You goddamn well know what it's time for, and you goddamn well know what's on the block today. Suggestions, requests, or dedications, belong on the Comments Board. All the background on The Read is here, http://www.pajiba.com/cannonball-read.htm. Brian Prisco is the man behind it all and should be praised, and if you've got the crazy and want to throw down, go here: http://gospelaccordingtoprisco.wordpress.com/choose-your-weapon-the-combatants/ Other than that, it's time to dazzle, motherfuckers.
P.S. If you’re reading this, I love you sweetheart. Please don’t kill me! :)
I approached Twilight, the first book in the Twilight Saga like a war zone. I said a silent prayer, threw my glasses to the side, kissed my brothers and parents goodbye (in case I didn't come back to them in the same condition) and I told my girlfriend I loved her. Once I made peace with all in the world, I asked her for the first book and she handed it to me.
"You know you don't have to do this, Mike. Don't be a hero."
"It's the only thing I know how to be.", I said with a slightly gruff, yet world weary tone. I kissed her again and said, "I'll be back before you know it."
Ok, so maybe none of that actually happened, but I was given the book upon my request and I was given an out. So why did I go through with it anyway? Because when something is labeled as a "cultural phenomenon", people are bound to be interested. Besides, the last "phenomenon" I picked up a copy of ended up entertaining me. Though, that was The DaVinci Code, and not only was that book entertaining and relevant to my interests, but also Jesus didn't sparkle. Still, I was prepared to face down this growing fear in my gut that I was in for a world of pain. With that fear, I was ready. I brought the book home. and after a night of rest, I rose on the morning of that Inauguration Day to finish The Last Victim. I knew those would be the last pages of normalcy for a while, but after savoring them I was ready. With steadfast resolve, and a steel heart, I opened the paperback that'd start it all.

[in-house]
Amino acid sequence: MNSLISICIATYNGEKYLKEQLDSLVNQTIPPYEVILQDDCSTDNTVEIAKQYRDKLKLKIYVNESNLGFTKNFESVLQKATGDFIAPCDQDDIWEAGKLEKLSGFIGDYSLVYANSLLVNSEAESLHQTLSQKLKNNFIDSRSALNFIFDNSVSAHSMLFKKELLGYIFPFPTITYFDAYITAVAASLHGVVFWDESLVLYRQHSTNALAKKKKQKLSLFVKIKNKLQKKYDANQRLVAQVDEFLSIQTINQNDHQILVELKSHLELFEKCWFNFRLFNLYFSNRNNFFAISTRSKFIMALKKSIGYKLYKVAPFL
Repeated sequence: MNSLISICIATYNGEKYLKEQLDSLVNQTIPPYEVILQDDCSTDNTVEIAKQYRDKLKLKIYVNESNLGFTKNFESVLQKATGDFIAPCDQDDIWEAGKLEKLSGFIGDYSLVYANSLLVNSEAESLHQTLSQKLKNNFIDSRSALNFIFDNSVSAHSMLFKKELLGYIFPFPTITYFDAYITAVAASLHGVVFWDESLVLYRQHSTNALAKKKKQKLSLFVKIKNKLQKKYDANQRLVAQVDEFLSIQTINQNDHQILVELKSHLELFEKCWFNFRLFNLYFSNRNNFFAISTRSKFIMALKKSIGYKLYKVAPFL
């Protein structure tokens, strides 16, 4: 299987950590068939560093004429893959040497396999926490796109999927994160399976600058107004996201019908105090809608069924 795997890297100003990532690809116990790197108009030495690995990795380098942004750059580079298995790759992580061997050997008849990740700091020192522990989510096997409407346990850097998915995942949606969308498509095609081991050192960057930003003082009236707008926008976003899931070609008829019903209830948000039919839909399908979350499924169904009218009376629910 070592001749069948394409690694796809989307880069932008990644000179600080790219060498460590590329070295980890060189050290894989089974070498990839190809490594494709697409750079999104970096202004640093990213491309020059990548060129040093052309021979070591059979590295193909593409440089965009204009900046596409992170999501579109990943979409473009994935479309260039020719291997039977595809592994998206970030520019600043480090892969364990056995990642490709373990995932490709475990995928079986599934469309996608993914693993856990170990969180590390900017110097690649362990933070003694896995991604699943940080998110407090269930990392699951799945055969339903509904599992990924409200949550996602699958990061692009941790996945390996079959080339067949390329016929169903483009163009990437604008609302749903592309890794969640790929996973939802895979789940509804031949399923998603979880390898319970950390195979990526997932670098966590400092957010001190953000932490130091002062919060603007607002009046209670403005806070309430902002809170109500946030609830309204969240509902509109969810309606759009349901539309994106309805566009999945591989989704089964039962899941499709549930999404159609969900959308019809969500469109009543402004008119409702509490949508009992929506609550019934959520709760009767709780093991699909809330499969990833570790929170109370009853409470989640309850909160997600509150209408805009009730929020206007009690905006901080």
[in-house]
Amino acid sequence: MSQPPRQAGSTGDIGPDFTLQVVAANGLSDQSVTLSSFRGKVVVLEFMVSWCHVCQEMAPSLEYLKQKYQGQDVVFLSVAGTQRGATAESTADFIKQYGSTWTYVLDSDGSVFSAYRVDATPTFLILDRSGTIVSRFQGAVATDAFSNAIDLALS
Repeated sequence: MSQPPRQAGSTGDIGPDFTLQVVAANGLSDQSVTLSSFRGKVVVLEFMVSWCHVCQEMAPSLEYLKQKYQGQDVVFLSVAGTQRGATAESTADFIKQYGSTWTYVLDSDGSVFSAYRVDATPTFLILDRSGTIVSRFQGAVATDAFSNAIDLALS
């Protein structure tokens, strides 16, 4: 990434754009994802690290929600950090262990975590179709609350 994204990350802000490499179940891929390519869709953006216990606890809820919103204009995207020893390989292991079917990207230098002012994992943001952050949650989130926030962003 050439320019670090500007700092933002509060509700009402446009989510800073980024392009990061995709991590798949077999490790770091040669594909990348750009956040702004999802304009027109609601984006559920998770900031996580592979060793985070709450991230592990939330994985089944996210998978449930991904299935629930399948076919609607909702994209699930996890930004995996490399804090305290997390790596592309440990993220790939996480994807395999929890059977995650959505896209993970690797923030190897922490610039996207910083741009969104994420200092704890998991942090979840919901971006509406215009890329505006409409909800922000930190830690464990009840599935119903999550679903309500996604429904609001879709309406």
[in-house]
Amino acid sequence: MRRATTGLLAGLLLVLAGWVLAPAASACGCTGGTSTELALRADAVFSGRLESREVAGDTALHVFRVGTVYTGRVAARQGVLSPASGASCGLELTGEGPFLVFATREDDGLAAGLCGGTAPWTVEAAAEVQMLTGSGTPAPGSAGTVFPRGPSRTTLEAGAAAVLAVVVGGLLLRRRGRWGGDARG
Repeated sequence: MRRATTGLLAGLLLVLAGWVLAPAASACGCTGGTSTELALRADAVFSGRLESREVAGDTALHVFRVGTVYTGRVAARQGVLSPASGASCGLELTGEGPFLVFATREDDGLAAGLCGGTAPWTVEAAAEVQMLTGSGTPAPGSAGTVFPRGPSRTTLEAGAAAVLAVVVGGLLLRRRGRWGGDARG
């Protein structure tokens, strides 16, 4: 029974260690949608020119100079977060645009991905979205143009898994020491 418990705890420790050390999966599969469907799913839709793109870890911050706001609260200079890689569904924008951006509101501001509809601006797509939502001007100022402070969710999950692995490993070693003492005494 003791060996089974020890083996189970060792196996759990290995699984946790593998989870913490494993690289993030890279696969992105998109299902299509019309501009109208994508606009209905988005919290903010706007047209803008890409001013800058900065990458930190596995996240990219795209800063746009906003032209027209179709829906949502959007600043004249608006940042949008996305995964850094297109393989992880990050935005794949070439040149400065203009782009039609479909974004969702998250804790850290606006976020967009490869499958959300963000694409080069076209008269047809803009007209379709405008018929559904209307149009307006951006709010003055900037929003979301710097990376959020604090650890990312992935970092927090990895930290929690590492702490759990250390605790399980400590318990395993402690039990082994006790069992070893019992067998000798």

Looking back, I can’t say I completely hated Twilight. For starters, it wasn’t as badly constructed as I thought; and also the characters I liked in the movie were even better in the book. To the book’s credit, Bella and Edward are MUCH more likable in the novel than in the movie. In fact, I’ll admit that my perception was colored a lot by the movie and that’s why I was so against it in the first place. The book makes some headway in repairing the damage the movie did.
While it wasn’t as insultingly bad as I thought, it just wasn’t all that intriguing, mostly because they centered this universe on the two most unlikeable characters. Picture your favorite epic series, then picture it centered around the weakest characters available and you’d have a good idea of where Twilight has gone with its story. Had this story been centered on the Cullen clan, with Edward and Bella as side characters, then I might have enjoyed it more. Carlyle and Esme Cullen would have been much better leads for a story like this, especially with all of the history they’ve been involved in and all the “children” they’ve “adopted”. It could have been part historical fiction, part family drama, and part vampiric romance, but sadly that is not the road this beat up pick up truck is traveling. Nope, instead we’re treated to a mix of soap opera theatrics, a vampire story that’d make Buffy the Vampire Slayer pissed off, and the most successful Mary Sue story of all time.